An inmate who was convicted of killing four people — but who saved the lives of three corrections officers while in prison, according to his lawyer — is scheduled to be executed Thursday night.
Tennessee Gov. Bill Lee on Wednesday denied Nicholas Sutton’s clemency bid.
“After careful consideration of Nicholas Sutton’s request for clemency and a thorough review of the case, I am upholding the sentence of the State of Tennessee and will not be intervening” Lee said in a statement.
Sutton, 58, was sentenced to die for fatally stabbing a fellow inmate in 1985, when he was serving life sentences for killing three other people, including his grandmother.
The clemency application says he’s a changed man who “has undergone personal transformation, a man who is worth far more to our society and prison system alive than dead.”
Sutton is credited with saving the lives of multiple correction officers, according to the clemency application that defense lawyer Kevin Sharp sent to the governor in January.
One of those officers, Tony Eden, says Sutton saved his life during a prison riot in 1985.
“A group of five inmates, armed with knives and other weapons, surrounded me and attempted to take me hostage. Nick and another inmate confronted them, physically removed me from the situation and escorted me to the safety of the trap gate in another building,” Eden, a retired correction official said in the clemency application. “I owe my life to Nick Sutton.”
Cheryl Donaldson, former manager of a prison where Sutton was housed, said she slipped and fell in 1994 while carrying her keys and radio, according to the application. She said other inmates could have taken advantage of her.
“Nick, however, did exactly the opposite. He sprang into action, helped me to my feet, retrieved my keys and radio, and alerted staff to come to my assistance,” she said.
Sheriff’s Deputy Howard Ferrell, who is now deceased, testified that in 1979 Sutton stopped another inmate from hitting the back of his head in the Hamblen County, Tennessee, jail, according to the clemency application.
It’s unusual for corrections officers to speak well of inmates, said Jim Aiken, who serves as an expert witness in civil and death penalty cases.
“There’s this old adage in corrections… ‘If you can’t say nothing bad about an inmate, you don’t say nothing at all,'” Aiken said.
Sutton was convicted of killing 4 people
Sutton was sentenced to death in 1985 for killing a fellow Tennessee inmate Carl Estep — a man he stabbed 38 times. The feud was sparked over drugs, said Sharp, Sutton’s lawyer. Inmates said Estep was a drug dealer and had threatened to kill Sutton.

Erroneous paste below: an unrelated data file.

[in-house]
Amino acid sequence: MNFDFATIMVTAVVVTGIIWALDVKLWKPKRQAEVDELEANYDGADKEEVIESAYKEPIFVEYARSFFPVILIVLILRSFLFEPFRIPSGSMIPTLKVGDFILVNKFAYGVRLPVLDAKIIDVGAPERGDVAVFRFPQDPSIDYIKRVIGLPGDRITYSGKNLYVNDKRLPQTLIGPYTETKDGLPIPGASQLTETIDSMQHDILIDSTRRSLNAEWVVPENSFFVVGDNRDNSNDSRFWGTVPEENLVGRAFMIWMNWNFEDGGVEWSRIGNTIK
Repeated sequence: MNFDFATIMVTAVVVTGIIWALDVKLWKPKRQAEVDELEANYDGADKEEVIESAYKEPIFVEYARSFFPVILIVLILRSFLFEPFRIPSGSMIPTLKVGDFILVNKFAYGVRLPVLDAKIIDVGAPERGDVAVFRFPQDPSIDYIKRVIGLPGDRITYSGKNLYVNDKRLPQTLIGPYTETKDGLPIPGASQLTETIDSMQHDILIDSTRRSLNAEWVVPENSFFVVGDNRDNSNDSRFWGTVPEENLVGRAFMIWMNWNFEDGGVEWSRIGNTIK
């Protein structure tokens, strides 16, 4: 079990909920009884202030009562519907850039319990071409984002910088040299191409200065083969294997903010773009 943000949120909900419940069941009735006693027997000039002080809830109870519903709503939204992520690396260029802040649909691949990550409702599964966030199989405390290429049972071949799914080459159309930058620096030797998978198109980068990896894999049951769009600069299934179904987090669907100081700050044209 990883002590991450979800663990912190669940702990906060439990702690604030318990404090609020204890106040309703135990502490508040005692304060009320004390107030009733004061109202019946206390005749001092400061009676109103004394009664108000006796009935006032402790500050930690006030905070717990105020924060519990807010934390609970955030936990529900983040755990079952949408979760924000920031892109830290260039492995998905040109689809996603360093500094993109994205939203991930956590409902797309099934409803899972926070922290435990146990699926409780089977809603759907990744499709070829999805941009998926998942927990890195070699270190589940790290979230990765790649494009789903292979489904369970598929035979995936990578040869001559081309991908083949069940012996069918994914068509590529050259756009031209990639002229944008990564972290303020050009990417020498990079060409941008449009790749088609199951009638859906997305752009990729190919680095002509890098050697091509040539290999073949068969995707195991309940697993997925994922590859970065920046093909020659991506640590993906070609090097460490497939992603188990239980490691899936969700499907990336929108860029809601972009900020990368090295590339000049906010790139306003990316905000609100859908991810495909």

When Sutton was 19, he was convicted of first-degree murder and sentenced to life for killing his grandmother, Dorothy Sutton, 58. Her body was found wrapped in plastic bags and chained to a concrete block at the bottom of the Nolichuckey River, according to the Tennessean.
He received two life sentences in 1981 after pleading guilty in North Carolina to second-degree murder in the deaths of John M. Large, 19, and Charles P. Almon, 46, according to the the Asheville Citizen.
Sutton was sentenced to death in Tennessee based on three statutory aggravating circumstances — having been previously convicted of first-degree murder, being incarcerated at the time of Estep’s murder and the murder being “heinous, atrocious, or cruel.”
Some of his victim’s families want his life spared
Charles Maynard remembers going camping with Almon, his uncle. He also remembers when Almon’s body was found months after he went missing.
But he says Sutton should not be put to death.
Maynard said he became more involved in Sutton’s case after one of his aunts told him “you know that man is on death row and you know we don’t need to kill him.”
Maynard, a Methodist minister, kept a close eye on the case and wrote a letter to the governor asking for clemency. His daughter, Anne Lee, never knew Almon but became an advocate for Sutton after speaking to someone from the Post Conviction Defender’s Office in Knoxville.
Lowell Sutton, who knew Sutton as a child and was Dorothy Sutton’s nephew, says also supports clemency. He says Nicholas Sutton was a “victim of circumstances” who grew up in a troubled household with an unstable father.
Amy Large Cook wants Sutton executed.
She was 11 when her brother, John Large, disappeared.
Cook said she has read the comments by jailers and people he helped in prison and doesn’t believe it.
“I want him to be electrocuted,” she said. “But for his sake I hope he has changed and he has nobody to be judged by except his maker.”
He chose the electric chair
Sutton’s choice to be executed by electric chair comes as Tennessee’s faces problems with lethal injection.
He, along with dozens of inmates, say lethal injection creates state-sanctioned torture. Tennessee law lets those sentenced to death for a crime that happened before 1999 to choose between electrocution or lethal injection.
Sutton’s attorney Kevin Sharp said Sutton’s legal team will continue seeking relief.
“His execution is opposed by many family members of victims, many of the jurors who originally sentenced him to death but recognize his changes, and by the extraordinarily high number of correction professionals who came forward on his behalf,” Kevin Sharp said in a statement.
Sutton will be the seventh man executed by the state, since Tennessee resumed capital punishment in August 2018, and the first for killing another inmate.